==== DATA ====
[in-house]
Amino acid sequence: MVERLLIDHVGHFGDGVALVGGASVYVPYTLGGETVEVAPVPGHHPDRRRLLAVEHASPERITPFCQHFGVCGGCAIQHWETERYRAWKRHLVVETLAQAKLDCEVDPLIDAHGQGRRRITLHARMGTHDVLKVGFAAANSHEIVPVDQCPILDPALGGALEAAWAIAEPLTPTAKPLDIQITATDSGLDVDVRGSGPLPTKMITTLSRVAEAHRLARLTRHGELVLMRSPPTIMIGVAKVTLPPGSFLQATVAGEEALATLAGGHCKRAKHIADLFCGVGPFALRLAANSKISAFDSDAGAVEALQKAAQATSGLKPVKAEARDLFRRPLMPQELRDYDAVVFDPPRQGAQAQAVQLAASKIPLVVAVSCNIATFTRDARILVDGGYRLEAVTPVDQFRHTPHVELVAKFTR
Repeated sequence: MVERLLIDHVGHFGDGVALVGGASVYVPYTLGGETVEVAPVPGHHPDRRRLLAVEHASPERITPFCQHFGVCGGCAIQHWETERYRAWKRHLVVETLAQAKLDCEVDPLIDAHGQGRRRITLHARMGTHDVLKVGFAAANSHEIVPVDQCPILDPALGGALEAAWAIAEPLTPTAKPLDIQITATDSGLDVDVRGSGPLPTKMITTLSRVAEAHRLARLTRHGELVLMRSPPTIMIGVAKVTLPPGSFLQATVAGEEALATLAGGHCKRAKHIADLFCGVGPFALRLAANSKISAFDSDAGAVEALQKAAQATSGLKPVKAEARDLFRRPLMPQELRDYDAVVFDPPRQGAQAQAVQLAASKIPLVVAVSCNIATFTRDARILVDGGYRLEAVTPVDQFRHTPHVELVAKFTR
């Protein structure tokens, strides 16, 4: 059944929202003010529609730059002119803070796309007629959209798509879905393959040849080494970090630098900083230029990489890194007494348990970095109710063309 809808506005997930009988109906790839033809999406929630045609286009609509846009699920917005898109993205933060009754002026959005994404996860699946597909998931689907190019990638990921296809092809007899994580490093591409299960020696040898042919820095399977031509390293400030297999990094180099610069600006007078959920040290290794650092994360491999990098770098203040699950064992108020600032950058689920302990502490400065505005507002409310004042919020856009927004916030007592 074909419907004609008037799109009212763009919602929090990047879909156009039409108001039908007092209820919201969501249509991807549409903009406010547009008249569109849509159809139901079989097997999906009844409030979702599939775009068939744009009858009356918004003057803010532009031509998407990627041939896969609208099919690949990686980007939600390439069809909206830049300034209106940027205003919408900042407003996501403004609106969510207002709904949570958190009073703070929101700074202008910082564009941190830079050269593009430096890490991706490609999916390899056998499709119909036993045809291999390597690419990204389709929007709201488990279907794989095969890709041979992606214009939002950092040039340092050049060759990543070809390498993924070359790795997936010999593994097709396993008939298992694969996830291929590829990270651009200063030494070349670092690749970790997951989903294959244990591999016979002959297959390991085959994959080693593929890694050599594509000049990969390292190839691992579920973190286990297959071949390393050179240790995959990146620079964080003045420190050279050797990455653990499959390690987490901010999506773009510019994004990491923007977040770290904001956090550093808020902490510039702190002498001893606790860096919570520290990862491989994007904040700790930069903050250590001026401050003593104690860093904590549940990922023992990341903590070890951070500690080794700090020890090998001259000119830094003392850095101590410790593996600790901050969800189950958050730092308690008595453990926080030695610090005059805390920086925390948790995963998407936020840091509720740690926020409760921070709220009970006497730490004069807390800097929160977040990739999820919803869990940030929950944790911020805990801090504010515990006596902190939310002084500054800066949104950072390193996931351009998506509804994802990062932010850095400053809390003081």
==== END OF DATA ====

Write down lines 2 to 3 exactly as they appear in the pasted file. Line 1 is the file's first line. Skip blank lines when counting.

Amino acid sequence: MVERLLIDHVGHFGDGVALVGGASVYVPYTLGGETVEVAPVPGHHPDRRRLLAVEHASPERITPFCQHFGVCGGCAIQHWETERYRAWKRHLVVETLAQAKLDCEVDPLIDAHGQGRRRITLHARMGTHDVLKVGFAAANSHEIVPVDQCPILDPALGGALEAAWAIAEPLTPTAKPLDIQITATDSGLDVDVRGSGPLPTKMITTLSRVAEAHRLARLTRHGELVLMRSPPTIMIGVAKVTLPPGSFLQATVAGEEALATLAGGHCKRAKHIADLFCGVGPFALRLAANSKISAFDSDAGAVEALQKAAQATSGLKPVKAEARDLFRRPLMPQELRDYDAVVFDPPRQGAQAQAVQLAASKIPLVVAVSCNIATFTRDARILVDGGYRLEAVTPVDQFRHTPHVELVAKFTR
Repeated sequence: MVERLLIDHVGHFGDGVALVGGASVYVPYTLGGETVEVAPVPGHHPDRRRLLAVEHASPERITPFCQHFGVCGGCAIQHWETERYRAWKRHLVVETLAQAKLDCEVDPLIDAHGQGRRRITLHARMGTHDVLKVGFAAANSHEIVPVDQCPILDPALGGALEAAWAIAEPLTPTAKPLDIQITATDSGLDVDVRGSGPLPTKMITTLSRVAEAHRLARLTRHGELVLMRSPPTIMIGVAKVTLPPGSFLQATVAGEEALATLAGGHCKRAKHIADLFCGVGPFALRLAANSKISAFDSDAGAVEALQKAAQATSGLKPVKAEARDLFRRPLMPQELRDYDAVVFDPPRQGAQAQAVQLAASKIPLVVAVSCNIATFTRDARILVDGGYRLEAVTPVDQFRHTPHVELVAKFTR